So, you caught it early. Now what?
Let’s assume for a minute that, after noticing a few changes in your respiratory health—a bit more fatigue when exerting yourself, trouble breathing, frequent coughing—you’ve decided that what you’re feeling isn’t the normal you; that you need to have it checked out by your physician.
Regretfully, your doctor informs you that you’ve developed chronic obstructive pulmonary disease (COPD) as a result of years of long-term smoking, exposure to smoke, or a combination of other harmful airborne or genetic conditions.
Although this news can initially be devastating, due to your conscientiousness on monitoring your health and symptoms, you were lucky enough to catch the development of the disease at stage 1 or 2.
So, now what?
Considering the fact that most people are diagnosed with COPD between stages 2 and 4, to be diagnosed at a stage like 1 or 2 can make a significant difference in your overall quality of life and life expectancy, but only if you choose to act for the betterment of your health.
With your health in mind, the Lung Health Institute is here to break down the Early Symptoms of COPD and also to give you a clear answer in knowing your next steps for better respiratory health.
COPD – An Overview
We’ll start here with the basics: COPD is an obstructive lung disease primarily encompassing the conditions emphysema and chronic bronchitis. The disease itself is progressive, meaning that it will gradually get worse on its own. It will progress even more quickly if continually exposed to harmful environmental conditions, such as tobacco smoke. As we mentioned earlier, the symptoms of COPD are uniformly:
- Increased fatigue
- Shortness of breath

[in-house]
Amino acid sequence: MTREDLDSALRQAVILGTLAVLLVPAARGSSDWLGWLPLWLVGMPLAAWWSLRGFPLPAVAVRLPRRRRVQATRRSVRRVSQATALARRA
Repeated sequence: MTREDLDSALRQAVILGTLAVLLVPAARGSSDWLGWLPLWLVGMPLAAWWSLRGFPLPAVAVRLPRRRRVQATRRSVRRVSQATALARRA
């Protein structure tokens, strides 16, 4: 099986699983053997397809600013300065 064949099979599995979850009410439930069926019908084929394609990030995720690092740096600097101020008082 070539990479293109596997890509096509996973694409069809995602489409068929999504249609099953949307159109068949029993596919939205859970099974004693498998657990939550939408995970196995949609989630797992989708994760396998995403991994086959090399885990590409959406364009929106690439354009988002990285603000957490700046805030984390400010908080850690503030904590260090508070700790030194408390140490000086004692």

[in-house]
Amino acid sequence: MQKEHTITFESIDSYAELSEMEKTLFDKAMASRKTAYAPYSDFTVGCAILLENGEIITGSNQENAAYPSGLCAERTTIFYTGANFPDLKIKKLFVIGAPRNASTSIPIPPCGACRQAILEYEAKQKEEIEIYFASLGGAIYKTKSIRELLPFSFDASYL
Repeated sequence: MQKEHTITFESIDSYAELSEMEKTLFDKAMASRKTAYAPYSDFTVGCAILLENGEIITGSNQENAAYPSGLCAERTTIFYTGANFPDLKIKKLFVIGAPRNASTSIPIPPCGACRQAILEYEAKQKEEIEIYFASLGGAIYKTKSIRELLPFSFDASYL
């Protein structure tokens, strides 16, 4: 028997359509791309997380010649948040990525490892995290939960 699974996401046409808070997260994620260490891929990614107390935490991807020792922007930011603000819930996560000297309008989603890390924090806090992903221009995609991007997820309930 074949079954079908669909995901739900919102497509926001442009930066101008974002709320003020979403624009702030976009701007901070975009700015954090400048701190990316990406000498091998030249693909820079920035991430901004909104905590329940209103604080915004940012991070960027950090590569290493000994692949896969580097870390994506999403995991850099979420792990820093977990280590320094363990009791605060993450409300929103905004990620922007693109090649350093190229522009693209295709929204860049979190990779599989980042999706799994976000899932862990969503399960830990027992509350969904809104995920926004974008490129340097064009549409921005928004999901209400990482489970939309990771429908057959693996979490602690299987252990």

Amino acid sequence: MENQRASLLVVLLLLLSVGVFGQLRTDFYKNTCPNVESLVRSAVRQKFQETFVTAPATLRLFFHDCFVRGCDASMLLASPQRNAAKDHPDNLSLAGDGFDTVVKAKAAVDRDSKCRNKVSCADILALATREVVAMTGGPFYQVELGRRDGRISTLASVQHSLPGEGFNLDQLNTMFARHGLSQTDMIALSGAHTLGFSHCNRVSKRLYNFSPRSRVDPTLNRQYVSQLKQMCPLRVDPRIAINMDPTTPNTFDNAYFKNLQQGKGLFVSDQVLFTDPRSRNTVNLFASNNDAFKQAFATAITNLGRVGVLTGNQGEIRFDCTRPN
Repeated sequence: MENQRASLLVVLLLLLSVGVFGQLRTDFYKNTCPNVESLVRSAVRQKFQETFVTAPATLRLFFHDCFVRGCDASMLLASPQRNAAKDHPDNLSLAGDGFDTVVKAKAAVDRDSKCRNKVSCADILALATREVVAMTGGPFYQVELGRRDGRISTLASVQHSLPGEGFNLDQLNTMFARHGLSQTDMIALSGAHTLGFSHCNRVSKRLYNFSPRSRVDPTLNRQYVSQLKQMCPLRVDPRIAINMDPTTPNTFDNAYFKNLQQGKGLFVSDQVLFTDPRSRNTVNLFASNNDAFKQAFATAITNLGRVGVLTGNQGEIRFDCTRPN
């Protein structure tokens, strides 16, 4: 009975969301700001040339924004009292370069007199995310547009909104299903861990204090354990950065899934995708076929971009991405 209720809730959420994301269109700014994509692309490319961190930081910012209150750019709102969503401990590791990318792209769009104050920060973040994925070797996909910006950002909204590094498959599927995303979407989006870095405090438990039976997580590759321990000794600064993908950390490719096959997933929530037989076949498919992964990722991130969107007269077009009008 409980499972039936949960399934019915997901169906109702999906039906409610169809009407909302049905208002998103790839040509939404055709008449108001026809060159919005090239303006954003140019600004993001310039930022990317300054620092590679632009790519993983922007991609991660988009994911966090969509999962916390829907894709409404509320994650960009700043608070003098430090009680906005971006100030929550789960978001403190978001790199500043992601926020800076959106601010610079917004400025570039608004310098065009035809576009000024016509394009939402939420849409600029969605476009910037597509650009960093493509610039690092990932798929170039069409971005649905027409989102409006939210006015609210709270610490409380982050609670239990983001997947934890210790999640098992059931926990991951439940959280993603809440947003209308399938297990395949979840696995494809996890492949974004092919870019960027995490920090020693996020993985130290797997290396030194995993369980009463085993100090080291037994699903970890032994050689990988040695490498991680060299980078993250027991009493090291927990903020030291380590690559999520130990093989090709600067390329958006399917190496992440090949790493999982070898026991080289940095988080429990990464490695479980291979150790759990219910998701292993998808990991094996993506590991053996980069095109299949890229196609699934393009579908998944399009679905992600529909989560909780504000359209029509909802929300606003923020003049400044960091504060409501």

- Excessive sputum (spit) production
- A build-up of mucus within the lungs
- Frequent fits of coughing (exacerbations)
In diagnosing this disease, typically the patient will exhibit these symptoms over a given amount of time on their own before deciding to visit their general physician or pulmonologist. It’s here, in this length of time before recognizing that the symptoms will not go away, that is a particular area of danger. This is why recognizing the early symptoms of COPD is so important.
COPD or Am I Just Getting Older?
Often, the symptoms of a chronic lung disease, such as COPD, emphysema, or pulmonary fibrosis (PF), are confused with the natural process of aging. If it takes a little longer to get up the stairs, it’s typically associated with “just getting a little older.” If you’re coughing more frequently than you used to, and the cough just won’t seem to go away, it’s typical to assume it’s just a scratchy throat or common cold.
In many cases, when these symptoms are this persistent, the culprit may be deeper than the natural pangs of aging. Because of this, it’s incredibly important to see your primary physician as soon as you notice something is amiss in your general health.
Unfortunately for many, the decision to weather these symptoms out, while continuing to smoke or be around harmful respiratory conditions (like working in polluted areas) can only increase the damage, quickly advancing the stage of your disease before you ever see a doctor.